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P. Laurberg and N. Boye


In previous studies we have found that the cholecystographic contrast agent ipodate induced a rapid, sustained and reversible inhibition of thyroxine (T4) secretion from perfused dog thyroid lobes. This type of inhibition of thyroid secretion has not been observed previously. To evaluate whether this effect is unique for ipodate, ten other iodine-containing radiographic contrast agents were tested. The four agents used for cholecystography (iocetamate, iodipamide, ioglycamate and iotroxate) all induced rapid inhibition of T4 secretion from TSH-stimulated perfused dog thyroid lobes, while none of six agents predominantly excreted through the kidneys (amidotrizoate, metrizamid, metrizoate, iodamide, diodone and ioxithalamate) influenced T4 secretion significantly. All the cholecystographic agents inhibited T4 deiodinases from dog thyroid and liver. Diodone also inhibited the deiodinases while none of the other compounds tested had any effect.

The results indicate that the structure necessary to inhibit thyroid secretion is common to a number of cholecystographic agents and that it could be related to the structure responsible for the inhibitory effect of cholecystographic agents on T4 deiodinases.

J. Endocr. (1987) 112, 387–390

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P. Laurberg and J. F. Rehfeld


Cholecystokinin (CCK) is a heterogeneous gut hormone which is also synthetized in extra-intestinal endocrine cells and neurones. In order to examine the possibility that CCK peptides are local modulators of calcitonin secretion, we have studied the structure– activity relationship on calcitonin secretion from perfused canine thyroid lobes as well as the presence and molecular nature of CCK in the thyroid. Peptides containing the intact COOH-terminal tetrapeptide amide of CCK (CCK-4, CCK-5, pentagastrin, CCK-8 and gastrin-17) all induced dose-dependent (0·1, 3 and 100 nmol/l) increases in calcitonin release (P<0·05, n =4) with biphasic secretion during 6-min infusion periods. The deamidated tetrapeptide and the COOHterminal tripeptide were without effect. Gel chromatography of neutral water and acid–ethanol extracts of thyroid tissue, monitored by sequence-specific CCK and gastrin radioimmunoassays, disclosed a variety of CCK and gastrin peptides of which a predominant form resembled small molecular forms like CCK-4 and CCK-5. The presence in the thyroid of small CCK-like peptides and the pronounced effect of such peptides on calcitonin secretion suggest that calcitonin secretion is modulated by local release of small CCK peptides. They could originate from intrathyroidal nerves or from sub-populations of C-cells.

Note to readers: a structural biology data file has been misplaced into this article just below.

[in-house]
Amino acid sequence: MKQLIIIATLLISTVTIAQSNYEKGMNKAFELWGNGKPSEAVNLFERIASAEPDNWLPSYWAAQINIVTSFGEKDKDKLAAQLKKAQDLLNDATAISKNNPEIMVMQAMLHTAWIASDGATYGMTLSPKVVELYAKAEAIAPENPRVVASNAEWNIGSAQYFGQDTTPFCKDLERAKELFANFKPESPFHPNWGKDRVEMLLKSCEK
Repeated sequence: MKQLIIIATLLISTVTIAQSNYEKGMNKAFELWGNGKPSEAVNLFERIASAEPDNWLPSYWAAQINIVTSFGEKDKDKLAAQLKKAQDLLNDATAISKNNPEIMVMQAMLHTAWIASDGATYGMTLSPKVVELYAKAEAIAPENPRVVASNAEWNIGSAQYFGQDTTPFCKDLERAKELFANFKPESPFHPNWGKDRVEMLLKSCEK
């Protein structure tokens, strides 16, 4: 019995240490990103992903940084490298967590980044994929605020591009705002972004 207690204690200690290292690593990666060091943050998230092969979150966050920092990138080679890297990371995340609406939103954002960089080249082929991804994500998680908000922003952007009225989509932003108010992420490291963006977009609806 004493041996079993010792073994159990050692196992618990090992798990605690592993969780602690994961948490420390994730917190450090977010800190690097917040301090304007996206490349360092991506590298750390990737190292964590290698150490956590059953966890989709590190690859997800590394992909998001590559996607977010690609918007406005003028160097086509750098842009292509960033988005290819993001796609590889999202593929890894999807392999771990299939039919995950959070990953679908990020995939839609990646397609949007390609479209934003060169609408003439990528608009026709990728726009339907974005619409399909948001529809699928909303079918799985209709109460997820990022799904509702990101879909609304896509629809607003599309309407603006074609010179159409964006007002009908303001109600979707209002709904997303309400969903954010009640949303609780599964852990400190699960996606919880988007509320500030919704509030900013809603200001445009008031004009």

J. Endocr. (1987) 115,77–82

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N. Boye, H. Frøkiaer, K. Kaltoftt, and P. Laurberg


Characterization of iodothyronine-deiodinating enzymes has been difficult due to loss of enzyme activity during purification. To obtain a new tool for studying these enzymes we investigated the possibility of developing monoclonal antibodies (MAbs) against iodothyronine-5′-deiodinase (5′-D). Two specific and sensitive solid-phase microassays were developed for screening hybridoma supernatants for the presence of antibodies inhibiting rat kidney 5′-D. and antibodies binding to but not inhibiting the enzyme.

BALB/c mice were immunized with a 3-((3-cholamidopropyl) -dimethylammonio) -1- propanesulphonate (CHAPS)-solubilized 5′-D-rich membrane preparation from rat kidney cortical tissue. Spleen cells were fused with NSI-Ag 4/1 mouse myeloma cells by means of polyethylene glycol.

Two hybridoma cell lines (AF5 and BE8) secreting MAbs specifically binding to without inhibiting 5′-D were produced. The AF5 antibody was of the IgG2a subclass and the BE8 antibody of the IgG2b subclass. Binding of one of the antibodies to the enzyme inhibited binding of the other in both an enzyme-linked immunosorbent assay (ELISA) and a specific enzymebinding assay. CHAPS-solubilized kidney microsomal fraction was chromatographed on a Sepharose 6B column. Elution profiles of 5′-D activity and MAb-binding antigens, as measured by ELISA with both AF5 and BE8, were identical.

Monoclonal antibodies should be valuable probes in the further elucidation of the nature of the iodothyronine-deiodinating activity in various tissues.

J. Endocr. (1988) 118, 439–445

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N Knudsen, I Bulow, P Laurberg, H Perrild, L Ovesen, and T Jorgensen

Tobacco smoking increases the risk of goitre and Graves' disease, but the association with thyroid nodularity and hypothyroidism has not been settled. We investigated 4649 subjects from the general population with questionnaires, thyroid ultrasonography and blood tests. The results were analysed in multivariate regression models. Tobacco smoking was associated with an increased prevalence of thyroid multinodularity (odds ratio (OR) 1.9; 95% confidence interval (CI) 1.4-2.5), but not with increased prevalence of solitary thyroid nodules. The tendency was for a stronger association in the area with the most pronounced iodine deficiency (P for interaction=0.08). Lower levels of serum TSH were found among tobacco smokers (P<0.001), but this association disappeared when adjustment was made for thyroid nodularity and thyroid Volume. The prevalence of elevated TSH levels was markedly reduced among smokers (OR 0.47; 95% CI 0.33-0.67). No association was found between smoking and hyperthyroidism. The observed associations seem to be explainable by the blocking of iodine uptake and organification in the thyroid by thiocyanate, a degradation product of cyanide in tobacco smoke.